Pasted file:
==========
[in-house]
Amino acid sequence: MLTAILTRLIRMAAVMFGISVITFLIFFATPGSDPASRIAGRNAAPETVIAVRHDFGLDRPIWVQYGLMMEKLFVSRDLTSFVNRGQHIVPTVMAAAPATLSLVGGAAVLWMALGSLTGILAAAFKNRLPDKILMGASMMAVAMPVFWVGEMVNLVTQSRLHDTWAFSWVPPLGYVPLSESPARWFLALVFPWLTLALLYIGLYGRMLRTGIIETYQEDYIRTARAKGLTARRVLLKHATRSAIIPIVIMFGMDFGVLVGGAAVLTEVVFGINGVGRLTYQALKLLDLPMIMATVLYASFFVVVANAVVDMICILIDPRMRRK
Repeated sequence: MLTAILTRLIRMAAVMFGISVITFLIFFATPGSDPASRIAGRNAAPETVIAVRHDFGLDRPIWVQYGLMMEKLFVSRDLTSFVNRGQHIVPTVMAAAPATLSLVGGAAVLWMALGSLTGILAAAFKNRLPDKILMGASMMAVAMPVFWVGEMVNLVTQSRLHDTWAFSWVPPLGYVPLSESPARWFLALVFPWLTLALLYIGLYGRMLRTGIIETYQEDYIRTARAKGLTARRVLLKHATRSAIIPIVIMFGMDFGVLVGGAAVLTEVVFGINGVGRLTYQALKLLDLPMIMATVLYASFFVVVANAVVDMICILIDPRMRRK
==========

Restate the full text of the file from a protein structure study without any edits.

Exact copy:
[in-house]
Amino acid sequence: MLTAILTRLIRMAAVMFGISVITFLIFFATPGSDPASRIAGRNAAPETVIAVRHDFGLDRPIWVQYGLMMEKLFVSRDLTSFVNRGQHIVPTVMAAAPATLSLVGGAAVLWMALGSLTGILAAAFKNRLPDKILMGASMMAVAMPVFWVGEMVNLVTQSRLHDTWAFSWVPPLGYVPLSESPARWFLALVFPWLTLALLYIGLYGRMLRTGIIETYQEDYIRTARAKGLTARRVLLKHATRSAIIPIVIMFGMDFGVLVGGAAVLTEVVFGINGVGRLTYQALKLLDLPMIMATVLYASFFVVVANAVVDMICILIDPRMRRK
Repeated sequence: MLTAILTRLIRMAAVMFGISVITFLIFFATPGSDPASRIAGRNAAPETVIAVRHDFGLDRPIWVQYGLMMEKLFVSRDLTSFVNRGQHIVPTVMAAAPATLSLVGGAAVLWMALGSLTGILAAAFKNRLPDKILMGASMMAVAMPVFWVGEMVNLVTQSRLHDTWAFSWVPPLGYVPLSESPARWFLALVFPWLTLALLYIGLYGRMLRTGIIETYQEDYIRTARAKGLTARRVLLKHATRSAIIPIVIMFGMDFGVLVGGAAVLTEVVFGINGVGRLTYQALKLLDLPMIMATVLYASFFVVVANAVVDMICILIDPRMRRK